3. While hovering over the new component, select the ellipsis (...), select Rename, and then type or paste MenuComponent.

  4. In the right-hand pane, set the component's width to 150 and its height to 250, and then select New custom property.

    New property

  5. In the Display name, Property name, and Description boxes, type or paste Items.

    Display name, property name, description boxes

    When you specify a property name, don't include spaces because you'll refer to the component by this name when you write a formula (for example, ComponentName.PropertyName).

    The display name appears on the Properties tab of the right-hand pane if you select the component. A descriptive display name helps you and other makers understand the purpose of this property. The Description appears in a tooltip if you hover over the display name of this property in the Properties tab.

  6. In the Data type list, select Table, and then select Create.

    Data type of the property

    The Items property is set to a default value based on the data type that you specified, but you can set it to a value that suits your needs. If you specified a data type of Table or Record, you may want to change the value of the Items property to match the data schema that you want to input to the component. In this case, you'll change it to a list of strings.

    You can set the property's value in the formula bar if you select the name of the property on the Properties tab of the right-hand pane.

    Custom input property on the Properties tab

    As the next graphic shows, you can also edit the property's value on the Advanced tab of the right-hand pane.

  7. Set the component's Items property to this formula:



  8. In the component, insert a blank vertical Gallery control.

  9. Make sure that the property list shows the Items property (as it does by default), and then set the value of that property to this expression:


    This way, the Items property of the Gallery control reads and depends on the Items input property of the component.

  10. Set the Gallery control's BorderThickness property to 1 and its TemplateSize property to 50.

  11. In the template of the Gallery control, add a Label control.

    Add label and set border of gallery

Next, you'll add the component to a screen and specify a table of strings for the component to show.

  1. In the left navigation bar, select the list of screens, and then select the default screen.

    Default screen

  2. On the Insert tab, open the Components menu, and then select MenuComponent.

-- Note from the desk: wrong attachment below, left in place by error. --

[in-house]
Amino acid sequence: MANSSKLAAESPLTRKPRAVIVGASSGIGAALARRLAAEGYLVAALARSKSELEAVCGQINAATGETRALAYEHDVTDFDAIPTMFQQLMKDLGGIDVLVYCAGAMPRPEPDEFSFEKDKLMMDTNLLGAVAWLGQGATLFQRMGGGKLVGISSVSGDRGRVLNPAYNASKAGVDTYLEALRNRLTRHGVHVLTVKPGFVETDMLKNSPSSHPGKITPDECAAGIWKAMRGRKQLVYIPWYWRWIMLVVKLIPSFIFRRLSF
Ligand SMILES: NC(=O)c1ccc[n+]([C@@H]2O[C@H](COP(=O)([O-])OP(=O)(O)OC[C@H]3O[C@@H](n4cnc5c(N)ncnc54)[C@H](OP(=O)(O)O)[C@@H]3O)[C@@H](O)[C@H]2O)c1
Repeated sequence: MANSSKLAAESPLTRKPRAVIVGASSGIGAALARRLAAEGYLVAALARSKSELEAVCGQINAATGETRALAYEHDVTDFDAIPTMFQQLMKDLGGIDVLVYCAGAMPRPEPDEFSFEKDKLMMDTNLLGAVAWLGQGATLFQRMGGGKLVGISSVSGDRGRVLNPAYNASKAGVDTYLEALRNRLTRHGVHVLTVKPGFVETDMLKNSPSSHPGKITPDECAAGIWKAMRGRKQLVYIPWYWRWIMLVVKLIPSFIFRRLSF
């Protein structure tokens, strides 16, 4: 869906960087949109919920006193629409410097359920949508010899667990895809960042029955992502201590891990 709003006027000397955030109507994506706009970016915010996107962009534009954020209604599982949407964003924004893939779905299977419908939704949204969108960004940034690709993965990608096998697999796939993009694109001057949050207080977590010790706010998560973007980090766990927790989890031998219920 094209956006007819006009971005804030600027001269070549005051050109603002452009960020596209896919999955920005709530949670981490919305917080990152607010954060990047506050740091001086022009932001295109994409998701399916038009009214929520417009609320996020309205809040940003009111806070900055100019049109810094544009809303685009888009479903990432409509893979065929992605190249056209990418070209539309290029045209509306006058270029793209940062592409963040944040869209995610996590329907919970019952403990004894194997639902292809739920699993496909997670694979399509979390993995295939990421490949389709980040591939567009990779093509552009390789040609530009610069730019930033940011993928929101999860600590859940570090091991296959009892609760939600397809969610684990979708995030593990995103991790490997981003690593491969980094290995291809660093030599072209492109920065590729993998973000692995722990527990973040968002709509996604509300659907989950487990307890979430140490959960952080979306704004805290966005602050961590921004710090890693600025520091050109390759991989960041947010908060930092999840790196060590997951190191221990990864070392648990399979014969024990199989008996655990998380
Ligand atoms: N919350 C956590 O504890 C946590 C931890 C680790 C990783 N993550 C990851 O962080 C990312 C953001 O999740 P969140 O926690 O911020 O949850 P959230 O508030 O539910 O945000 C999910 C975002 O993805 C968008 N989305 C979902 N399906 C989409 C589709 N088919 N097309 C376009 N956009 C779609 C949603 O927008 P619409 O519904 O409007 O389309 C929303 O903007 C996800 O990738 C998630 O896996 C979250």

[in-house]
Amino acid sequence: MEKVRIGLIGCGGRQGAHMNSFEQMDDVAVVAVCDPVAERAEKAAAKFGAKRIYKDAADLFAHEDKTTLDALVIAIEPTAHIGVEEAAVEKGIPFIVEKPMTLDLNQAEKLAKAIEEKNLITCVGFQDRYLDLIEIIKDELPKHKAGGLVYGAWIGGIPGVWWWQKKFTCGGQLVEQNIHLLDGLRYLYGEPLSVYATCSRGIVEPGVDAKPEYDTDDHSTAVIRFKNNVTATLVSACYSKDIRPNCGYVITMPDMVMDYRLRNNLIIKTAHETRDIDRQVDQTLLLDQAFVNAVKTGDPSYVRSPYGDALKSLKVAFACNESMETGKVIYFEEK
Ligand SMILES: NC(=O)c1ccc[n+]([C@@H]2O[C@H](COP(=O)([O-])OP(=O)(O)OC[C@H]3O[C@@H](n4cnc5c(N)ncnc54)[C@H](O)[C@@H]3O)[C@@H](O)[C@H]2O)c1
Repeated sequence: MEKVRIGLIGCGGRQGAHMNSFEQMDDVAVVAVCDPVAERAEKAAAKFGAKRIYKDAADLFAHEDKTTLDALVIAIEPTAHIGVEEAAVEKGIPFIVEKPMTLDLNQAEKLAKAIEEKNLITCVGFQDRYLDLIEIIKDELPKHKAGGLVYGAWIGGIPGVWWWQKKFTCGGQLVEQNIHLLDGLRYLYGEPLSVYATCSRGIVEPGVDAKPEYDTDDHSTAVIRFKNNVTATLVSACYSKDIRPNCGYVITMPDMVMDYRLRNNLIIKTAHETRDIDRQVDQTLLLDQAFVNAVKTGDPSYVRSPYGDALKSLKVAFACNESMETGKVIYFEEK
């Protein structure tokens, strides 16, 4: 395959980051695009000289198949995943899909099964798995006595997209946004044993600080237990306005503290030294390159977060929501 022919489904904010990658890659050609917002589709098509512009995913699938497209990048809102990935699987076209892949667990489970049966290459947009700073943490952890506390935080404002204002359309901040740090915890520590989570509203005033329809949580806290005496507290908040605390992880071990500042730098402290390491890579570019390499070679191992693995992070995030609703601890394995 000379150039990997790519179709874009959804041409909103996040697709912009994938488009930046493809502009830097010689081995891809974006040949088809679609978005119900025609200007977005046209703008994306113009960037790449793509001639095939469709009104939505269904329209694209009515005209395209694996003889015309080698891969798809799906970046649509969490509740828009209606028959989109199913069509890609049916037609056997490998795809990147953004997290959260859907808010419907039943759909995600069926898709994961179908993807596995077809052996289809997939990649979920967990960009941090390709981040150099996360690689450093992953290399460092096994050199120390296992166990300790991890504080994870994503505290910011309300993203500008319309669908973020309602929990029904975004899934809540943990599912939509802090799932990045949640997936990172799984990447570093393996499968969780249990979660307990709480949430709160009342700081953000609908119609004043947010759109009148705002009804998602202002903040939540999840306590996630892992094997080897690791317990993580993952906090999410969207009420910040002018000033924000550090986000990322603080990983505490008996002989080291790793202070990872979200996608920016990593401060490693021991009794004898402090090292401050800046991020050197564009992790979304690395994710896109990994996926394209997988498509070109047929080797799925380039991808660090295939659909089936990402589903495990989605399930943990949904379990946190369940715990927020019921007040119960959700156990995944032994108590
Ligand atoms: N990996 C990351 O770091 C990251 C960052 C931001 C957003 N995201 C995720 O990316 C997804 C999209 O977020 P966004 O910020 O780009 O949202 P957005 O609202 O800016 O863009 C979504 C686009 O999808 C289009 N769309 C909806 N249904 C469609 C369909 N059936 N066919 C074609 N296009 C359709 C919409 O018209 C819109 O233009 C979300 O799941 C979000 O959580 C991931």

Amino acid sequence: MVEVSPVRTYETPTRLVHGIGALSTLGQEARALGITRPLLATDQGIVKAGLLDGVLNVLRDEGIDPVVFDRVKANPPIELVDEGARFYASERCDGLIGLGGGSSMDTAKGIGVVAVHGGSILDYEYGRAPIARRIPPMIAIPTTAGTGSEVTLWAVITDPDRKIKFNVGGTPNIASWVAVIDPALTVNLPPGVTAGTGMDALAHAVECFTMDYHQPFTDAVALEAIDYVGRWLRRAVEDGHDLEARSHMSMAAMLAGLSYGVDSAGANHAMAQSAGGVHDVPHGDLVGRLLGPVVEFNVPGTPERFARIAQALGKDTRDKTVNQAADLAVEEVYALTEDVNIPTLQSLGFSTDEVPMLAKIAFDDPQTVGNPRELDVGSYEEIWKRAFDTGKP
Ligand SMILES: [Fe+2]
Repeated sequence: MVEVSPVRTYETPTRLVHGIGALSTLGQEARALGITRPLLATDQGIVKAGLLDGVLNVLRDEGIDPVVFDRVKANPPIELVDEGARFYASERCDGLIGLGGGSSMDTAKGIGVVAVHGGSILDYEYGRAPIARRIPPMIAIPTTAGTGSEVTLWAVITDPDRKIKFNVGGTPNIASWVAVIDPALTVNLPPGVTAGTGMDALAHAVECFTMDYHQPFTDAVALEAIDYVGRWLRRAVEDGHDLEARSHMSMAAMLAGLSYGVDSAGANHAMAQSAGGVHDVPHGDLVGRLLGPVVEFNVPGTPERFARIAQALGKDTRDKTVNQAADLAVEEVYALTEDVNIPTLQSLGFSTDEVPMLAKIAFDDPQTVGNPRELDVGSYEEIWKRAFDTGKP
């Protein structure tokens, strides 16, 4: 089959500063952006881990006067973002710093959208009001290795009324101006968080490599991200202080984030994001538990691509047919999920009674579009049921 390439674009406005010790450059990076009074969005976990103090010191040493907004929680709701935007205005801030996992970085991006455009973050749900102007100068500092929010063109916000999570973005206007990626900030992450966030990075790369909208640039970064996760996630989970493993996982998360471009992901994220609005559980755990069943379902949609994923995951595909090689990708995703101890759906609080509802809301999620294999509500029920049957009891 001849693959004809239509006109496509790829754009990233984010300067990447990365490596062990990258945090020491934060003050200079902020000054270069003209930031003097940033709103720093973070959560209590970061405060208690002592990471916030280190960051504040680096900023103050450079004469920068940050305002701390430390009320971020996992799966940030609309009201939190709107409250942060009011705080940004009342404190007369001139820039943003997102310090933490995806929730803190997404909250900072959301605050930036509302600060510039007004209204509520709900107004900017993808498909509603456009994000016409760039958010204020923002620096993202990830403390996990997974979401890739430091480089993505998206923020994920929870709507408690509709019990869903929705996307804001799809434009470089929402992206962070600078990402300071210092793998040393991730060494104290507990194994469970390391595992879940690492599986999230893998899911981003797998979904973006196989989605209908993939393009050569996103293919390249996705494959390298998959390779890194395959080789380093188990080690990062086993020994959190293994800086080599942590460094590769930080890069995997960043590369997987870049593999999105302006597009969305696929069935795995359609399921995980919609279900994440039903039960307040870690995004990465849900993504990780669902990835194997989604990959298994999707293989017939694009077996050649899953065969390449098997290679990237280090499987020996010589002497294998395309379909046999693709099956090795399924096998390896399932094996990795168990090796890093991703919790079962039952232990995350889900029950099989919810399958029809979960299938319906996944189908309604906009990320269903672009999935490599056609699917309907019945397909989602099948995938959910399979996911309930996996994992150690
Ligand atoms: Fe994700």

The new component is named MenuComponent_1 by default.

  3. Set the Items property of MenuComponent_1 to this formula:

    Table({Item:"Home"}, {Item:"Admin"}, {Item:"About"}, {Item:"Help"})

    This instance resembles this graphic, but you can customize the text and other properties of each instance.

    Final gallery

So far, you've created a component and added it to an app. Next, you'll create an output property that reflects the item that the user selects in the menu.

  1. Open the list of components, and then select MenuComponent.

  2. In the right-hand pane, select the Properties tab, and then select New custom property.

  3. In the Display name, Property name, and Description boxes, type or paste Selected.

  4. Under Property type, select Output, and then select Create.

  5. On the Advanced tab, set the value of the Selected property to this expression, adjusting the numeral in the gallery name if necessary:


    Advanced pane

  6. On the default screen of the app, add a label, and set its Text property to this expression, adjusting the numeral in the component name if necessary:


    Note that MenuComponent_1 is the default name of an instance, not the name of the component definition. You can rename any instance.

  7. While holding down the Alt key, select each item in the menu.

    The Label control reflects the menu item that you selected most recently.

Known limitations

  • As of this writing, data sources aren't saved with components, so forms and data tables are disabled.
  • Power Apps doesn't support collections in components.
  • You can't insert a component into a gallery, a form, or a data card.
  • A master instance of a component is a local master and scoped to the app. If you change a master instance, only copies of the component within the app will reflect the change. Copies in other apps will remain the same unless you import the component library again. All master instances in those apps will be automatically detected and updated.
  • You can't package media files when you import a component.